"There will be more fighting, more tension and more conflict because the regime will continue to try to force these groups to surrender their arms," Aung Din said.

According to the junta's announcement Sunday, tension started in the area on Aug. 8 when authorities seized a Kokang weapons factory and summoned four rebel leaders who then fled into hiding.

On Thursday, Kokang troops then raided a police post at a border checkpoint and took 39 police hostage, the junta said.

"Fighting ensued when Kokang troops began firing at Myanmar troops but fighting stopped Aug. 29," the announcement said, adding that the junta holds the four leaders responsible for the fighting. It did not elaborate.

The conflict area is on the fringe of the drug-producing Golden Triangle region where Burma, Thailand and Laos meet. Many of the ethnic armies there have used the drug trade to finance their operations. The Kokang and neighboring Wa regions, both isolated by mountainous terrain and a lack of roads, were traditionally Burma's main poppy growing areas.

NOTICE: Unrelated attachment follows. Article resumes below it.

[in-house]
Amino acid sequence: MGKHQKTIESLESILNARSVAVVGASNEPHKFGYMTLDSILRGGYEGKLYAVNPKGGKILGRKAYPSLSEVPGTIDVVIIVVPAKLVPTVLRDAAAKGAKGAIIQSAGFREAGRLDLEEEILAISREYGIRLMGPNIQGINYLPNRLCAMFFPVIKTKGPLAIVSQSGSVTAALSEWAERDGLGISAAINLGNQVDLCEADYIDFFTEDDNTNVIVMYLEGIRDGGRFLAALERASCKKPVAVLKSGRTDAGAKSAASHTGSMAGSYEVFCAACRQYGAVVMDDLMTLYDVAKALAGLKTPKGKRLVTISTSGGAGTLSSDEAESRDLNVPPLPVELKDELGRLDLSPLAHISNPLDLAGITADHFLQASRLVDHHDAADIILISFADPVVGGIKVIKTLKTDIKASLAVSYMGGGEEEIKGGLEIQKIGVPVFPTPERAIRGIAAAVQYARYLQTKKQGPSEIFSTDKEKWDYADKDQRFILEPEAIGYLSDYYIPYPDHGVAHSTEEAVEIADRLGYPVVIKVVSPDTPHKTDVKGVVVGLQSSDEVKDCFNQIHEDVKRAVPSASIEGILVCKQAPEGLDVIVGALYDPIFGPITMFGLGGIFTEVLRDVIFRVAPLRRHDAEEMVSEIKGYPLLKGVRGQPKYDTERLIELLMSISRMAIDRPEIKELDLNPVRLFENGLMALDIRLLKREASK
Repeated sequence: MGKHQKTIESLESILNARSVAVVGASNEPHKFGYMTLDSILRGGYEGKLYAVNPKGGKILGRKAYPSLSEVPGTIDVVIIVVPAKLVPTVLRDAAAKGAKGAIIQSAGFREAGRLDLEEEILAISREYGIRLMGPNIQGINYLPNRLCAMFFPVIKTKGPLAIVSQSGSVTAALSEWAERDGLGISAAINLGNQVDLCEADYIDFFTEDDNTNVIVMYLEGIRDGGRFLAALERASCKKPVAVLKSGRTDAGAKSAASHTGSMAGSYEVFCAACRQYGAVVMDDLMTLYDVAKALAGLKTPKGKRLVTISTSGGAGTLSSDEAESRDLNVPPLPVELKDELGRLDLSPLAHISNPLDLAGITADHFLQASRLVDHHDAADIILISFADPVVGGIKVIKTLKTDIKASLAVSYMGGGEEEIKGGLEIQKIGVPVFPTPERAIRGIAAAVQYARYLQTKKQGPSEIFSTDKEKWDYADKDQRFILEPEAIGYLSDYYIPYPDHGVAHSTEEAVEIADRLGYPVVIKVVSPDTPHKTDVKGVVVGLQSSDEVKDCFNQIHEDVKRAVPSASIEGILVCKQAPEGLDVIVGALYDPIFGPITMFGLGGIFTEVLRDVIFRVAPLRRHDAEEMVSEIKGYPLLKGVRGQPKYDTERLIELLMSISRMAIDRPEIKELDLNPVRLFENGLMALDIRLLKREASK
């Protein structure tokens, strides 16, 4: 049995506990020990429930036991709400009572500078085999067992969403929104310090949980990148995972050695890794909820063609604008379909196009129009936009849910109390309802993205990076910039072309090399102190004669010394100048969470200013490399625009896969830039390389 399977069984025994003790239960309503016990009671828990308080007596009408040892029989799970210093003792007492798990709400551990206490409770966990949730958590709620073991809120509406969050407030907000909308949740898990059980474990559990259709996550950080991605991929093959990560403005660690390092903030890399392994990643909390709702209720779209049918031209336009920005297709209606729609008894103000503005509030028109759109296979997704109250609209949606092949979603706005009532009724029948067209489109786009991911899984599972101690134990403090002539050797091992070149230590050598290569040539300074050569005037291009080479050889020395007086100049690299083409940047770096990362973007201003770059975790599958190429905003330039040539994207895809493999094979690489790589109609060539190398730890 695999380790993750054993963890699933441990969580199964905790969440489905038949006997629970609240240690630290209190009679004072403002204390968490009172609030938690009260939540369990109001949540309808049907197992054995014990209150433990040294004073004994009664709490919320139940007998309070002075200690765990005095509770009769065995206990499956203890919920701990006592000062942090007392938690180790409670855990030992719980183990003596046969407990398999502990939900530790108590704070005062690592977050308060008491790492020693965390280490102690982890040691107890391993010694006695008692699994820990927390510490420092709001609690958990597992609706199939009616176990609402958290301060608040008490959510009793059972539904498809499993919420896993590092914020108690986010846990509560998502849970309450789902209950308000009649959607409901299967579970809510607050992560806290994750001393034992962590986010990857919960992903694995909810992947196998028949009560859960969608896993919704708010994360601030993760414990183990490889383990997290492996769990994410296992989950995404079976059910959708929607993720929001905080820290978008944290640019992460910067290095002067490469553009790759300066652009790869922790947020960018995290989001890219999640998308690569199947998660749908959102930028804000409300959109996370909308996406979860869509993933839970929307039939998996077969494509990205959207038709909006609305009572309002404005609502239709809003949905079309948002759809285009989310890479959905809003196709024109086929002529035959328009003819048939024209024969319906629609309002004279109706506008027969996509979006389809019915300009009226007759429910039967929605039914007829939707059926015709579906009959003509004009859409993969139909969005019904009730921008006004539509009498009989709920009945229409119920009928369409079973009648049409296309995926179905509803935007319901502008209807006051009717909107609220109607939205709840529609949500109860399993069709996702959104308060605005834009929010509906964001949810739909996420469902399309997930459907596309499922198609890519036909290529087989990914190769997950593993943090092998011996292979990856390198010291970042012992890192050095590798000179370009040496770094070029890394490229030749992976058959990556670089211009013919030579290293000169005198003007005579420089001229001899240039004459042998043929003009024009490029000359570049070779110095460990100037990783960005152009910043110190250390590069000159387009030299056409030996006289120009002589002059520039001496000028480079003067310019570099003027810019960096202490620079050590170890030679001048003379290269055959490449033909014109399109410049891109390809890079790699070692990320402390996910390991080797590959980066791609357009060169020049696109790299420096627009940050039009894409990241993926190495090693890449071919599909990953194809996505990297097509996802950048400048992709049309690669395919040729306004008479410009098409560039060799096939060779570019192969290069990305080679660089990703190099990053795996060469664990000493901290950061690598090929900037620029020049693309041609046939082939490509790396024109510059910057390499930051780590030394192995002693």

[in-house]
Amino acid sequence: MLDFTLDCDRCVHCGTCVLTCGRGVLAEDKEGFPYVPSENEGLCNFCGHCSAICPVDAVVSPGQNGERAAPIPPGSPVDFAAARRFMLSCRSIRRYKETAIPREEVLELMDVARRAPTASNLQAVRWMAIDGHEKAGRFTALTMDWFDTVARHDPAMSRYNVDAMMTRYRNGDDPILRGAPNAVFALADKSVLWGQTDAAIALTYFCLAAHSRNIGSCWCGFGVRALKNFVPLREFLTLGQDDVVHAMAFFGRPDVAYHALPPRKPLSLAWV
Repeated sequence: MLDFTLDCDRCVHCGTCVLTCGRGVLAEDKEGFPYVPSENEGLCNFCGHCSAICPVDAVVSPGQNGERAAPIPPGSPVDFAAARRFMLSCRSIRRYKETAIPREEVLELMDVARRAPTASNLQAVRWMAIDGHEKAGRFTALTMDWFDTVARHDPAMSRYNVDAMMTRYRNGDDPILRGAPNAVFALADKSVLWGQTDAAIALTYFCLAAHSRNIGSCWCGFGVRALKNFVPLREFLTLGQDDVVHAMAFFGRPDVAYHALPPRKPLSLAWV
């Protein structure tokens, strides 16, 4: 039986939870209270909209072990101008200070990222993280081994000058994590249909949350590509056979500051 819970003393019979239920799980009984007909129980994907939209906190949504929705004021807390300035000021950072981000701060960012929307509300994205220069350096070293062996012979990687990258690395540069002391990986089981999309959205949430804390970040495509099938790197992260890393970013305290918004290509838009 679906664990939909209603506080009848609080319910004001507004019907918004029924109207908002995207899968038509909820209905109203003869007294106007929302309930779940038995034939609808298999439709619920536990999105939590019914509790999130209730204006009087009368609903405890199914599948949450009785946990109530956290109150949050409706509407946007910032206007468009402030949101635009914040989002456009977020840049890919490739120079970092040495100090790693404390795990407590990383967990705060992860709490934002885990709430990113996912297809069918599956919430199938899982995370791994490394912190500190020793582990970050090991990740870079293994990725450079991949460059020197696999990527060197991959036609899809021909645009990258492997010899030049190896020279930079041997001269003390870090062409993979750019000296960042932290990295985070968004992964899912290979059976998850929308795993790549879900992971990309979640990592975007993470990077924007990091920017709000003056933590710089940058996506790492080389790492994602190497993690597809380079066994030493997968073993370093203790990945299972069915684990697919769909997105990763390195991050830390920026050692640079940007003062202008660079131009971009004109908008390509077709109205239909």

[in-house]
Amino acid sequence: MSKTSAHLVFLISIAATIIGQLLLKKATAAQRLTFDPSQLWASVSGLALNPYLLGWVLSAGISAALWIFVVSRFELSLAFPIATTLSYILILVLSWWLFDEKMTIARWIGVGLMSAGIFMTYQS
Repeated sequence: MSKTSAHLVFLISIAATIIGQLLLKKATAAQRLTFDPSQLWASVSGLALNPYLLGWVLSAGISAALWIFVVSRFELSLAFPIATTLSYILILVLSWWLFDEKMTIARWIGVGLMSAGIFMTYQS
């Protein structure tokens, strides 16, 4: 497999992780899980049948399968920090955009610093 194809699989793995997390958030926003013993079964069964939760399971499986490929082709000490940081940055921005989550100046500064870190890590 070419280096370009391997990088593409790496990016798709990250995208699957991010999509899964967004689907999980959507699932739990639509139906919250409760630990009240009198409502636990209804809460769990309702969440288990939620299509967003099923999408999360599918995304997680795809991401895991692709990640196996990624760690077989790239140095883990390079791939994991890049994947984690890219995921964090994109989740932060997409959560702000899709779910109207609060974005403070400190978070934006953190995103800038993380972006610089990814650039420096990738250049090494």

Burma, also known as Myanmar, is the second largest exporter of heroin after Afghanistan.

The U.N. High Commissioner for Refugees said up to 30,000 people have poured into the Chinese border town of Nansan from Kokang since early this month. Chinese authorities are providing emergency food, shelter and medical care, it said.

The official People's Daily newspaper quoted Yunnan provincial police chief Meng Sutie as confirming the 30,000 figure during a press conference Sunday. The report also said China's Public Security Minister Meng Jianzhu visited the border area recently to see how the massive influx of refugees was being handled, but it gave no specifics.

Hundreds of refugees could be seen milling around Nansan on Sunday. Many hiked or drove up to a popular tourist spot to take photos of the heavily guarded border crossing.

The refugee camps, however, were off limits to foreign reporters. Li Hui, a local Foreign Affairs Department official, told AP reporters that media were not allowed in the settlement areas and ordered them to leave.